Important information about post-1995 transfer amounts and death and invalidity cover
New transfer option from 1 July 2014
From 1 July 2014, monies you rolled into your PSS account on or after 1 January 1996 can be transferred to another super fund, together with government co-contributions paid into your account.
These amounts are known as your post-1995 transfer amounts.
Voluntary super contributions made after age 70 (but only before 1 July 2011) can also be transferred out from 1 July 2014.
Please note: You do not need to take any action as a result of this new transfer option and it does not affect how your PSS defined benefit is calculated.
Can these monies stay in my PSS account?
Yes, your post-1995 transfer amounts can remain invested in PSS. It will be paid as a cash lump sum when you exit PSS (it is not part of your defined benefit).
Do I have these amounts?
Look for post-1995 transfer amounts and government contributions on your Member Statement. Alternatively call 1300 000 377.
Can I take my transfer amount in cash rather than roll it over to another super Fund?
Generally no, because under superannuation legislation these amounts are preserved until a ‘condition of release’ is met. This includes reaching your preservation age and permanently retiring from the workforce.
How do I roll eligible amounts out of PSS?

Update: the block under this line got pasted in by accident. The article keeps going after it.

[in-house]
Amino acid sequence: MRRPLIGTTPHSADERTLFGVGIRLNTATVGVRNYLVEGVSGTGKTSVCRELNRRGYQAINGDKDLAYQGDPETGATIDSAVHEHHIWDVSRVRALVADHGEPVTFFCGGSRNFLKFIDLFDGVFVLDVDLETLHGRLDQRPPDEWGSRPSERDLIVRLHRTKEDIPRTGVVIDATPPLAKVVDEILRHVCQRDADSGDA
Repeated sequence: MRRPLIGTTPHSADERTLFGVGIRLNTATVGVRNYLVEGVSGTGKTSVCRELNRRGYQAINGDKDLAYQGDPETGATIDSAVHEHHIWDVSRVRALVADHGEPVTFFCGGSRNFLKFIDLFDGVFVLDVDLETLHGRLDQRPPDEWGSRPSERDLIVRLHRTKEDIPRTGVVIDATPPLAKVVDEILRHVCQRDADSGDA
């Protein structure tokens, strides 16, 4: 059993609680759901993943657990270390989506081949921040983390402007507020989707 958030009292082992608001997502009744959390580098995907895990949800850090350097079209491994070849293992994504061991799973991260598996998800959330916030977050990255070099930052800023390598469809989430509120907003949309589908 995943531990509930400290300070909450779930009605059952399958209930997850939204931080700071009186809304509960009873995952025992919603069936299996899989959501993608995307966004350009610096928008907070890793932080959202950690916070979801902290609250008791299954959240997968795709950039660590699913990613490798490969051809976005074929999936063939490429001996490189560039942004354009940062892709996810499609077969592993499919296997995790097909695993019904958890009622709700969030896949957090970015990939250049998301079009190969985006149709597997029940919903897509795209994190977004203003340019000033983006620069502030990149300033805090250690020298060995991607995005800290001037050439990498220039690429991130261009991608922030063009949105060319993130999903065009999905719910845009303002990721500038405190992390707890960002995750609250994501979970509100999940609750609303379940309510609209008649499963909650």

Use Member Services Online or a Transfers out form available from pss.gov.au. Contributions made after age 70 can be transferred out using a Transfers out form only.
If you wish to keep your transfer amount invested in the Australian Government super environment, you can join the Public Sector Superannuation accumulation plan (PSSap) as an Ancillary member. You would then be a member of two government schemes – PSS and PSSap.
As a PSSap Ancillary member, you have extra investment options to choose from and you can salary sacrifice into PSSap to build extra super.
See pssap.gov.au/super/ancillary-membership for more information.
Your death and invalidity cover
Important change – total and permanent disability definition changes for members accepted for additional death and invalidity cover (ADIC) on or after 1 July 2014
Members accepted for ADIC on or after 1 July 2014 who then make a benefit claim on invalidity grounds will be assessed against a modified definition of total and permanent disability (TPD), which is set out below. The reason for this change is to satisfy new regulatory requirements that govern the insurance cover which can be offered through superannuation funds.
Modified definition to be applied to insured members accepted for ADIC on or after 1 July 2014
Part (i) of the TPD definition remains unchanged. This section can be viewed by downloading the PSS PDS including the Death and invalidity benefits booklet from pss.gov.au
(ii) the insured member has suffered the total and irrecoverable loss of use of:
- sight of both eyes; or
- use of two limbs; or
- sight of one eye and use of one limb
- after consideration of all medical and other evidence as AIA Australia may require, has become incapacitated to such an extent as to render him or her unlikely ever to be able to engage in his or her own occupation and any occupation for which he or she is reasonably suited by education, training or experience.
If you have been accepted for ADIC or are accepted by 30 June 2014, your cover is not affected by this change in definition.